Outcome 2: wider context (Children 12 Years and Over) Time 2 outcomes: Time 1 predictors: School achievement Trouble/ encounters with police rr Quality of parents relationship.62*-.65** Quality of parents communication during prison sentence.60*-.64** Fathers involvement with children before prison.78***-.75*** Parents support from family and friends.13-.28 Childrens relationship with father.29.38 Childrens relationship with teachers-.49.20 Childrens help from others.00-.36 *p <.10, **p <.05, and ***p <.01, two-tailed. n = 10-11, variation due to missing data or non-applicable items.
Findings: Childrens adjustment Time 2 outcomes:Childrens Adjustment Time 1 predictors: r Quality of parents relationship.65*** Frequency of contact during imprisonment.63*** Quality of parents communication during imprisonment.46*** Fathers involvement with children before prison.48*** Parents support from family and friends.51*** Parents material resources/circumstances.43*** Fathers involvement with CJS -.13 Total variance explained (R²)R 2 =.70*** *p <.10, **p <.05, *** p <.01, n=61- 69
4. Findings(3) Distinguishing between children coping relatively well and children coping less well
Cluster analysis Time 2 Outcomes (in order of weighting in the model) Cluster 1 (Coping relatively well) (23 children) M (SD) Cluster 2 (Coping Less well) (12 children) M (SD) Problematic/Risk-related Behaviour 1 (.00) 0 (.52) Mothers rating of childs adjustment 4.4 (.58) 3.1 (1.2) Childs view of relationship with father 1.8 (.32) 1.1 (.74) Mothers view of child-father relationship 4.4 (.84) 3.1 (1.2) Fathers rating of childs adjustment 4.5 (.51) 3.5 (1.2) Fathers view of relationship with child 4.7 (.47) 3.9 (1.0) Mothers indicators of childs negative adjustment 1.0 (1.0) 1.5 (1.2) Mothers indicators of childs positive adjustment 2.6 (.95) 2.2 (1.2)
Environmental Indicators of Childrens Adjustment at Time 2 Child Clusters Indicator: 1 (coping relatively well) M (SD) 2 (coping less well) M (SD) Mothers physical and mental health (GHQ) 11.57 (6.37) 16.33 (9.03) Mothers resilience score 43.48 (5.91) 36.55 (7.99) Mothers weekly income359.15 (376.73) 181.42 (74.53) Fathers resettlement difficulties 1.85 (0.63) 2.88 (0.78) Family Communication (FPSC) 22.89 (4.53) 15.08 (5.36)
Conclusions First study in Europe that investigated family sets of fathers, ex/partners and children during imprisonment and after release. Qualitative analysis revealed the fragility of the well-being of the children and young people in the study. Family, social and economic factors predicted childrens outcomes at Time 2. In particular, quality of parents relationships, frequency and quality of communication during the imprisonment, and fathers involvement with the children before prison, and childrens relationship with father were the strongest and most consistent predictors of childrens outcomes. Note that we provide correlational data, therefore, our findings should be interpreted as predictors, not causal relations. In comparison to the other children in the study, those who were coping less well at Time 2 were in families with lower income and where less positive forms of family communication were used. Their mothers well- being was lower and their fathers experienced more difficulties in resettlement.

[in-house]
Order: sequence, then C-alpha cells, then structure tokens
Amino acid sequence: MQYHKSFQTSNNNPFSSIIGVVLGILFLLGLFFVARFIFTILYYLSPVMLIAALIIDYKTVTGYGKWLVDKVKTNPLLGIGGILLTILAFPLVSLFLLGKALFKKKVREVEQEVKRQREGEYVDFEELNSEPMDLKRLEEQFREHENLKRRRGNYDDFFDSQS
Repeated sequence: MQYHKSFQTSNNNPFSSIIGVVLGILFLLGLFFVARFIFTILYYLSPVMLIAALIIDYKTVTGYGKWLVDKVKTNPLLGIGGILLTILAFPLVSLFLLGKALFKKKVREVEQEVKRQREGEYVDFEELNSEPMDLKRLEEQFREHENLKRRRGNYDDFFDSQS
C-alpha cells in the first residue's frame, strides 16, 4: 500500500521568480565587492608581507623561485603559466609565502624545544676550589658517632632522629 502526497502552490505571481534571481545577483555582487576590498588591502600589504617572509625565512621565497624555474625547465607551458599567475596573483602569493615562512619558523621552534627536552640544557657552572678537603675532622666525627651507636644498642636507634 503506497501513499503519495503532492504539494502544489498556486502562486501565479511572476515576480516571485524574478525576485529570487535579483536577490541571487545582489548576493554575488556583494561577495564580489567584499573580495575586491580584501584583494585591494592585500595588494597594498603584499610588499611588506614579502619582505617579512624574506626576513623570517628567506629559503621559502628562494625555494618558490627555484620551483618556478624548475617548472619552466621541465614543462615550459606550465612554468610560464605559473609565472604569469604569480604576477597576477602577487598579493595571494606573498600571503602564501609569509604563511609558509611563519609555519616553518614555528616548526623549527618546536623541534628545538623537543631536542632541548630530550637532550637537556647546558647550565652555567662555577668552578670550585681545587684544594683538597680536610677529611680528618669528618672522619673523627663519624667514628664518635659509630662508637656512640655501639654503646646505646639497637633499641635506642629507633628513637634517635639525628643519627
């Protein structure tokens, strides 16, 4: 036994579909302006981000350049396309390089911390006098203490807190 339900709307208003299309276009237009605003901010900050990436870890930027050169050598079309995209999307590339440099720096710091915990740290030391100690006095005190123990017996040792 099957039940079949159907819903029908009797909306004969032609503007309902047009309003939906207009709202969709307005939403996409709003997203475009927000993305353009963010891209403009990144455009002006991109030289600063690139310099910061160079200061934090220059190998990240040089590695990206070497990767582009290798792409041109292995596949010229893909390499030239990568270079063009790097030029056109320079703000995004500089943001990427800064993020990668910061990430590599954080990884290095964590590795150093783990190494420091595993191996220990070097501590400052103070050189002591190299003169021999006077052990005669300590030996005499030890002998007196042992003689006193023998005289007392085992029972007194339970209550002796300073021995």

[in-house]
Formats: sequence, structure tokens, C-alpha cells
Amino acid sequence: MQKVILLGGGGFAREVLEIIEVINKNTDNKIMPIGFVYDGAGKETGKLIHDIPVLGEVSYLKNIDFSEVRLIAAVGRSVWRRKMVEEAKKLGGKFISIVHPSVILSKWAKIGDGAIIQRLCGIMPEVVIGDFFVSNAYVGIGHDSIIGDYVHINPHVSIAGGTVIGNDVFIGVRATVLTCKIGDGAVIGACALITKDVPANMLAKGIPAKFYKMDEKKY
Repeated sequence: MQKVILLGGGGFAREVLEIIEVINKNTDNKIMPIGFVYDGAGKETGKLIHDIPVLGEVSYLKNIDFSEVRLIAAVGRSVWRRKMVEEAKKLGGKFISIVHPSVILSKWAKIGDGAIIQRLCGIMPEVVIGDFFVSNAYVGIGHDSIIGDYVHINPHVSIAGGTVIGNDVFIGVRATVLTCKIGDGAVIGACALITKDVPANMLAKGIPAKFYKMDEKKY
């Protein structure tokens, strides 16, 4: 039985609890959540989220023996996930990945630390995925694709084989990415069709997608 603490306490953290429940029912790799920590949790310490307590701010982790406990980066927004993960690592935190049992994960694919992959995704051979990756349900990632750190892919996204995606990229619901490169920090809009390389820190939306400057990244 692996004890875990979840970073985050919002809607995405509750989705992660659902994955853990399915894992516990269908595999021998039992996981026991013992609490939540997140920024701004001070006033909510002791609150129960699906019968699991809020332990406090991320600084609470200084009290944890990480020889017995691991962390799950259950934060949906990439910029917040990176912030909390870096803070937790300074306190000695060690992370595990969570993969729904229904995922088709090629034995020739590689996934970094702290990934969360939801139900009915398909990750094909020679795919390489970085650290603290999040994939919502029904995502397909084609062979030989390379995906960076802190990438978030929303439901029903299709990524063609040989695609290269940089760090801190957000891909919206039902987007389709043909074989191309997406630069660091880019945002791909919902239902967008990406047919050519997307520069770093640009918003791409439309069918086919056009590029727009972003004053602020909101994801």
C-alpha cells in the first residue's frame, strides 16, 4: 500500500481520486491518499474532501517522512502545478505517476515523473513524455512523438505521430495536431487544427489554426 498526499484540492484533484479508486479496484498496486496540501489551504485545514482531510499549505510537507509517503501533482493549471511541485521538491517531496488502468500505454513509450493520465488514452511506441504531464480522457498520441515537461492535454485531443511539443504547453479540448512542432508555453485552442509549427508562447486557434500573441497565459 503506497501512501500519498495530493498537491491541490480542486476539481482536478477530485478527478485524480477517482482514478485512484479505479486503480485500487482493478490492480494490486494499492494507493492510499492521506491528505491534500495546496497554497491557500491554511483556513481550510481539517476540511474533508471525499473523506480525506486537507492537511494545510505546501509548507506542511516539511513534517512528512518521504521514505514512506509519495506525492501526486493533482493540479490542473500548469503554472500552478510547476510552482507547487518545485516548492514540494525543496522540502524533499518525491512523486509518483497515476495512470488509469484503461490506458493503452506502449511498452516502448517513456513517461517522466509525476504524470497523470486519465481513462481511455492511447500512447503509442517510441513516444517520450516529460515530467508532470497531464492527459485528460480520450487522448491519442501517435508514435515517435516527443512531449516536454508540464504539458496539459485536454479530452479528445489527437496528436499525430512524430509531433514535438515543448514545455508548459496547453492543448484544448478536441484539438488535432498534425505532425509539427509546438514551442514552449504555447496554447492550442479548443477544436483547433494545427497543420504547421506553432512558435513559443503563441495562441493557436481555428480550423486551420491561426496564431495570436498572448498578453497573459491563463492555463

Policy recommendations Findings reinforce the need for children of prisoners to be recognised and cared for as vulnerable individuals in local and national policy and for organisations involved with children of prisoners to be sensitive to their vulnerabilities. NOMS and family organisations need to consider the further actions that can be taken to maintain family relationships, as well as extending family support services and family learning programmes. Families should not only receive adequate help and guidance when the father is in prison, but also when there are vulnerabilities in child development e.g. risks of offending, substance misuse. Careful recording of information about prisoners families would facilitate the provision of appropriate support after the fathers release.
Read the final report at: http://www.crim.cam.ac.uk/research/fathers_ in_prison/final_report.pdf http://www.crim.cam.ac.uk/research/fathers_ in_prison/final_report.pdf Publications are in progress! Thanks for listening
Acknowledgements Participating families for their cooperation Supportive prison governors and prison staff Ormiston staff who helped to get access to prisoners Advisory Board: Gwyneth Boswell, Adrian Grounds, Veronica Hollis, Miriam Light, Giles McCathie, Richard Nicholls, and Sarah Salmon for sound guidance and support Joe Murray for his contributions in the early project phase Hilary Bagshaw, Sue Clifton, Avril Price (Ormiston) and Leah Hamilton, Pascale Reinke & Naomi Young (IoC) for temporary work on the project Ormiston for good cooperation and flexibility